Table of Contents Author Guidelines Submit a Manuscript
Case Reports in Otolaryngology
Volume 2016, Article ID 9378428, 5 pages
Case Report

Volumes of Velopharyngeal and Glossopharyngeal Airway Were Not Changed after Uvulopalatopharyngoplasty: Report of Three Cases

1Department of Otorhinolaryngology, Second Hospital, Fujita Health University School of Medicine, 3-6-10 Otobashi, Nagoya, Aichi 454-8509, Japan
2Department of Radiology, Second Hospital, Fujita Health University School of Medicine, Nagoya, Aichi 454-8509, Japan
3Department of Mechanical Engineering, Gifu National College of Technology, Motosu, Gifu 501-0400, Japan
4Department of Otolaryngology, Sohag University, Sohag 82542, Egypt
5Yonaha General Hospital, Kuwana, Mie 511-0000, Japan

Received 30 December 2015; Accepted 6 March 2016

Academic Editor: Seckin Ulualp

Copyright © 2016 Yoichi Nishimura et al. This is an open access article distributed under the Creative Commons Attribution License, which permits unrestricted use, distribution, and reproduction in any medium, provided the original work is properly cited.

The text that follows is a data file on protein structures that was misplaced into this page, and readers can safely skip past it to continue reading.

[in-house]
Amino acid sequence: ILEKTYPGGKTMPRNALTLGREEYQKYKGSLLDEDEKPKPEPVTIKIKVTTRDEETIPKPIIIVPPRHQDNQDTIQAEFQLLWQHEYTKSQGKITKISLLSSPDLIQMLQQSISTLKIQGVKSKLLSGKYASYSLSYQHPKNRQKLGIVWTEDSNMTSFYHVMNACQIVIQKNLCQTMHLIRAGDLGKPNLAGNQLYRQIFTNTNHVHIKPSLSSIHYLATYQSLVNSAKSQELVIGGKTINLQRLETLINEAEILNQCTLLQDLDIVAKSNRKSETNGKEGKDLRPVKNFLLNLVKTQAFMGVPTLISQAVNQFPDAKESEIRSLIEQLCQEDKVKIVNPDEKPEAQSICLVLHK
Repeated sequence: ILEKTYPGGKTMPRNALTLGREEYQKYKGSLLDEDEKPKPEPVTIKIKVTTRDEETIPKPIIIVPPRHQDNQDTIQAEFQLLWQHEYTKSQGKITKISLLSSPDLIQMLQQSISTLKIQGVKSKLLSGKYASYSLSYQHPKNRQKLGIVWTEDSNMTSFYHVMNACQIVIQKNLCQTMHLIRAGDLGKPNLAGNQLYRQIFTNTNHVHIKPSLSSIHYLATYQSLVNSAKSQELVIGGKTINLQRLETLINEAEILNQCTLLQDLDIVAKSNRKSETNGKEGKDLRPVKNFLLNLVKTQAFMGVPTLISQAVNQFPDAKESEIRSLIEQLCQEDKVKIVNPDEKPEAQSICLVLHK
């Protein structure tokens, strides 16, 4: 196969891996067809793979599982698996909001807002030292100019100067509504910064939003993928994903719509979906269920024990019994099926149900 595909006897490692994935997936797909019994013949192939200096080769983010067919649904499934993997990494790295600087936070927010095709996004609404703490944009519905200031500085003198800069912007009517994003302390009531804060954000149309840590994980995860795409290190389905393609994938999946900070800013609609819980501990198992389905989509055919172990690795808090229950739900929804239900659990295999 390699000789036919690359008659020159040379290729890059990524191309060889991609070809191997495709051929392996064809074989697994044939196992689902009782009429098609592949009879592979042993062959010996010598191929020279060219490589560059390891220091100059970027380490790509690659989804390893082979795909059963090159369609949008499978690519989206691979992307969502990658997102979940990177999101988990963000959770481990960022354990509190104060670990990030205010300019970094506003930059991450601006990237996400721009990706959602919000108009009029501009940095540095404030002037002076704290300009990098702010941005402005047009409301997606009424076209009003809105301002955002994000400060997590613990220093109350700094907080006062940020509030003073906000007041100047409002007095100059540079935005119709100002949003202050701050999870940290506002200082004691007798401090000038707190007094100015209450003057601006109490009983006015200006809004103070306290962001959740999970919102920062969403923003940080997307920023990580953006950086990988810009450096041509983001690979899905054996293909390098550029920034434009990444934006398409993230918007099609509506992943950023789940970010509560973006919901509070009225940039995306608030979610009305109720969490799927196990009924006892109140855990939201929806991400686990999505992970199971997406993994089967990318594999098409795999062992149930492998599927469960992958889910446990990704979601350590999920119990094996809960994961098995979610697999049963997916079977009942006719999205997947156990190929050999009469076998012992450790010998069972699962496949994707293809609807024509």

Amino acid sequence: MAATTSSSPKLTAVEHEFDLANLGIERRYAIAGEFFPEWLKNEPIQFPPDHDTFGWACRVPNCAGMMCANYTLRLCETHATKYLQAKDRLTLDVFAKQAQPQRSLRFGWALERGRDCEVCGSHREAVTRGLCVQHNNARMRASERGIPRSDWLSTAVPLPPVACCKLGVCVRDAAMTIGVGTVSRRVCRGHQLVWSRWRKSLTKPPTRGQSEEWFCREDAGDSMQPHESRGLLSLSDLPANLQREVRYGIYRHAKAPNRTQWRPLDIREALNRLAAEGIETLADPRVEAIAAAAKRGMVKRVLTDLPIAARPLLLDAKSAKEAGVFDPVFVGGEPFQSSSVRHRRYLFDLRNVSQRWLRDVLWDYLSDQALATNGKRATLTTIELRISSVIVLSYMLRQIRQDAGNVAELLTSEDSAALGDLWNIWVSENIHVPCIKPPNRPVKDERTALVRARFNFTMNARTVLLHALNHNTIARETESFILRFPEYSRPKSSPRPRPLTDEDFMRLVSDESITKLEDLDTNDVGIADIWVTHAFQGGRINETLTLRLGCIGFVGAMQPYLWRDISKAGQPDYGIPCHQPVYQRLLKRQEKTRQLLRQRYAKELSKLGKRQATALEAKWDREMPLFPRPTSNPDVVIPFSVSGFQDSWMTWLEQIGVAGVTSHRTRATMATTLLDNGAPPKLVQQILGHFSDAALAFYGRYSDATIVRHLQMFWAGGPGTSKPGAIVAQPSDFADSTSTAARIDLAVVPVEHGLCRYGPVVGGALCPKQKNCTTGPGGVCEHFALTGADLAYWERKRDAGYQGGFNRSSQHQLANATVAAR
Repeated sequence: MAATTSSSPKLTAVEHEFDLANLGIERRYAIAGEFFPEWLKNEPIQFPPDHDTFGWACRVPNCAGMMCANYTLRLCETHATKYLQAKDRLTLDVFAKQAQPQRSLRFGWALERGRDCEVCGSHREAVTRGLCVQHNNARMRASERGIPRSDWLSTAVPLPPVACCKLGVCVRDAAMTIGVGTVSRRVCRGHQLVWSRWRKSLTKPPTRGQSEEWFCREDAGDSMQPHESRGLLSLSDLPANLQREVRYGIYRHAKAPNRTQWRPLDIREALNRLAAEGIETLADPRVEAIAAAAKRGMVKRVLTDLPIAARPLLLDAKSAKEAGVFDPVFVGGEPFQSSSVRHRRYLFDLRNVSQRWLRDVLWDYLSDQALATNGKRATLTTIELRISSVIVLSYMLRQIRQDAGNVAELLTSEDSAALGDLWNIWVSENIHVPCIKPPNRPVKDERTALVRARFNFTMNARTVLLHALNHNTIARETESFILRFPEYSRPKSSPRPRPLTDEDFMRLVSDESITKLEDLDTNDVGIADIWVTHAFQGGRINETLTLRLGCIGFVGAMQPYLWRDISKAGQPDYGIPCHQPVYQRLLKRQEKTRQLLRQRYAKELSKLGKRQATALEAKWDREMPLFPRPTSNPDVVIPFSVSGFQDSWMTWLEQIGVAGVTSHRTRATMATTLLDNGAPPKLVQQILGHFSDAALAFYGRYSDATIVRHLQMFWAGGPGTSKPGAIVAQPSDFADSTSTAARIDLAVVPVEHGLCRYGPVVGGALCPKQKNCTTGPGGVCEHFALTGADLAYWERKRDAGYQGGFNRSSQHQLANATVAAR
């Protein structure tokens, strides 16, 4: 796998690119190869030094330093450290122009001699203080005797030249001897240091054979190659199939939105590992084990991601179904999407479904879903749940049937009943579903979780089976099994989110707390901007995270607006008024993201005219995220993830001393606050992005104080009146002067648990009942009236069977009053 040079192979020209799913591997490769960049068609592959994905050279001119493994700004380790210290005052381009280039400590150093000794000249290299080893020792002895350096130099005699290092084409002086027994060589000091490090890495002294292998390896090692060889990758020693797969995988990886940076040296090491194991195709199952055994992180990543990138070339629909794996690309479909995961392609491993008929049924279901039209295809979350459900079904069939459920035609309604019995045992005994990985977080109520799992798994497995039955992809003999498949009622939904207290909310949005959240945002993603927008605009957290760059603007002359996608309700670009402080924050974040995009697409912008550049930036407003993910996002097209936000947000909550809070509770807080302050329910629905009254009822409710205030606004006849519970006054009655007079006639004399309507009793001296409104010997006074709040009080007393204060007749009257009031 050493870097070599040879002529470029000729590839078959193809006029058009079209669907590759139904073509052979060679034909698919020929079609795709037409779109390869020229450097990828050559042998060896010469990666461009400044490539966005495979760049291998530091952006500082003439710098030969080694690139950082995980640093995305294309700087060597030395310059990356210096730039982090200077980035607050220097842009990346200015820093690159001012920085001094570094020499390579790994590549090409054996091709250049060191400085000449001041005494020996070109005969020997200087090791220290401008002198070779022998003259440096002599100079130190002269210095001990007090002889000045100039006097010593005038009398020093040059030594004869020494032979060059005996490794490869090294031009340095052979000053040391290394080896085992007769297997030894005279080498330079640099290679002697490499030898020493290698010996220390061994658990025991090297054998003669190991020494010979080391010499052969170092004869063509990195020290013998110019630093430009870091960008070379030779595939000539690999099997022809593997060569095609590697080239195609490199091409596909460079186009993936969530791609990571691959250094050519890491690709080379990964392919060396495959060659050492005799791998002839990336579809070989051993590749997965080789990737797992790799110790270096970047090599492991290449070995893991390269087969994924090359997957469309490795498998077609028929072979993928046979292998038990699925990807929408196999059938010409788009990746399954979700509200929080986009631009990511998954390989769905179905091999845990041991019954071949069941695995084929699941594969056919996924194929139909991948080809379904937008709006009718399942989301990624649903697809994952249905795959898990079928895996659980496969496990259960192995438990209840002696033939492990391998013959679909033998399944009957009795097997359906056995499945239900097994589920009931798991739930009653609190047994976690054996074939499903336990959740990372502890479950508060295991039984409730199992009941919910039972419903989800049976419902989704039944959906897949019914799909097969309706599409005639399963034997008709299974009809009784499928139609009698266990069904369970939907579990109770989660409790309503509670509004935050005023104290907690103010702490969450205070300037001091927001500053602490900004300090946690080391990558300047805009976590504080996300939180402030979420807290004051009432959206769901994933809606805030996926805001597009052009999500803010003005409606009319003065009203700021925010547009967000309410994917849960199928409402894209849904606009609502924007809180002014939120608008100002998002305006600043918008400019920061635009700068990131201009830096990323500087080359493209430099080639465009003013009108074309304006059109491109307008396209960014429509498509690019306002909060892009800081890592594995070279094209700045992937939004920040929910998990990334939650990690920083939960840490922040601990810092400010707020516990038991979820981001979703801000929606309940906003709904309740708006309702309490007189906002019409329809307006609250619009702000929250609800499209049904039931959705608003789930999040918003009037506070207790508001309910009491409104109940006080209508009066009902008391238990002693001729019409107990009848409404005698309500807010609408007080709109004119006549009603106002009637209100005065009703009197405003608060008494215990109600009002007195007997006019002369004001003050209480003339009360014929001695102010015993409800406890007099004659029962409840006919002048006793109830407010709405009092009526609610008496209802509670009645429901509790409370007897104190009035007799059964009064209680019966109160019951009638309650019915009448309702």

Objective. The aim of this study was to investigate the changes in velopharyngeal and glossopharyngeal airway morphology and volume after uvulopalatopharyngoplasty in three adult obstructive sleep apnea syndrome patients who had bilateral large tonsils using three-dimensional computed tomography. Case Report. All three patients (one male and two females) who presented with a history of heavy snoring and excessive daytime sleepiness were examined with overnight nocturnal polysomnography, which indicated moderate-to-severe obstructive sleep apnea syndrome. Because all patients had large tonsils, uvulopalatopharyngoplasty was expected to enlarge the pharyngeal airway. Polysomnography and three-dimensional computed tomography scanning were performed and compared, both before and 3 months after uvulopalatopharyngoplasty. Results. Unexpectedly, although the morphology of the glossopharyngeal airway clearly changed after UPPP, the volume changes in the velopharyngeal and glossopharyngeal airways were negligible.